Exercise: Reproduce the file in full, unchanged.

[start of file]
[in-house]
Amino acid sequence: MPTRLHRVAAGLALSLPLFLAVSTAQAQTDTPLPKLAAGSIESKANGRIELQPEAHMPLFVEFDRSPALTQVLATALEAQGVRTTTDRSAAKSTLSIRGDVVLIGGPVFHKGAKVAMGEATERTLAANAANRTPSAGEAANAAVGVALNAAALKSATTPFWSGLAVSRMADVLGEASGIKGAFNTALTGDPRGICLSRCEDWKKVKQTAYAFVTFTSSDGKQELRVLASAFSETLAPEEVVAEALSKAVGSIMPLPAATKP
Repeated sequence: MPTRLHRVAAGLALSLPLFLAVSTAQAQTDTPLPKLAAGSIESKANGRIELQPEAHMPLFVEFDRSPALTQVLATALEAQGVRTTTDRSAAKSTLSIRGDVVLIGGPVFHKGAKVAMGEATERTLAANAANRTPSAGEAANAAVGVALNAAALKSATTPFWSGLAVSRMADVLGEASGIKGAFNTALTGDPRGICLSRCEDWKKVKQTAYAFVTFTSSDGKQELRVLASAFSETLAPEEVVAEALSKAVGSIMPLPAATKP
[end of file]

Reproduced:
[in-house]
Amino acid sequence: MPTRLHRVAAGLALSLPLFLAVSTAQAQTDTPLPKLAAGSIESKANGRIELQPEAHMPLFVEFDRSPALTQVLATALEAQGVRTTTDRSAAKSTLSIRGDVVLIGGPVFHKGAKVAMGEATERTLAANAANRTPSAGEAANAAVGVALNAAALKSATTPFWSGLAVSRMADVLGEASGIKGAFNTALTGDPRGICLSRCEDWKKVKQTAYAFVTFTSSDGKQELRVLASAFSETLAPEEVVAEALSKAVGSIMPLPAATKP
Repeated sequence: MPTRLHRVAAGLALSLPLFLAVSTAQAQTDTPLPKLAAGSIESKANGRIELQPEAHMPLFVEFDRSPALTQVLATALEAQGVRTTTDRSAAKSTLSIRGDVVLIGGPVFHKGAKVAMGEATERTLAANAANRTPSAGEAANAAVGVALNAAALKSATTPFWSGLAVSRMADVLGEASGIKGAFNTALTGDPRGICLSRCEDWKKVKQTAYAFVTFTSSDGKQELRVLASAFSETLAPEEVVAEALSKAVGSIMPLPAATKP